Gail asked me what she should do. I told her to get Mandy out of there as soon as possible. I suggested that she wait until Mandy's husband was gone, and then she should drag her off by the hair, if necessary.

One day, Gail had had enough. When Mandy's husband was gone, Gail hired a truck to go to the house, packed up as much of Mandy's stuff as they could pack, and then they got out of there.

Mandy's husband was livid but there was little he could do. By now, Mandy was hooked on the prescription drugs. She would lie, cheat, or steal to get them. "What can I do?" Gail asked me in desperation one day. "I can't restrict her access because there are so many unethical doctors out there that will write a prescription for whatever she asks! They don't care!"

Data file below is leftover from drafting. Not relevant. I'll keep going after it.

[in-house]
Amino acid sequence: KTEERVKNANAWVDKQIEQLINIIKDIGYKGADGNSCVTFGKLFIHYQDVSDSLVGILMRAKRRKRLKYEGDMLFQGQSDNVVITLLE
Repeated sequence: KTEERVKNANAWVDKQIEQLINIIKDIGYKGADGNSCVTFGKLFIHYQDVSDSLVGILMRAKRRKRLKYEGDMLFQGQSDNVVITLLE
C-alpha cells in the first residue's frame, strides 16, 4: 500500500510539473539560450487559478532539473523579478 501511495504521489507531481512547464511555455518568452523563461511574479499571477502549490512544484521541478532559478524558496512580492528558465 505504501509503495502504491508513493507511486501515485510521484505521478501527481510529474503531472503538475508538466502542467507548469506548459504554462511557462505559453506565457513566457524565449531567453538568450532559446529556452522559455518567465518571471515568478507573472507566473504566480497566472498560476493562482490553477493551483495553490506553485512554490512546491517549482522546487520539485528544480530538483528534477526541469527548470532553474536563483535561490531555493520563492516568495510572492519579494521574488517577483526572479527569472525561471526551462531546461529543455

I told Gail to report these doctors and clinics to the police. Perhaps that is what led to the eventual arrest of 6 of these doctors, although there are others out there.

Mandy's heart stopped the other day. She was rushed to the hospital where they were able to revive her. But her body cannot take much more of this abuse. She has to get clean, and she can't do it when she can get easy access to the drugs which are killing her.

Gail is planning to Marchman Act Mandy soon. (The Marchman Act is just like The Baker Act but it's used when someone is killing themselves through substance abuse). With any luck, when Mandy gets out of there, she won't face the same temptations because the streets will have fewer of these dealers.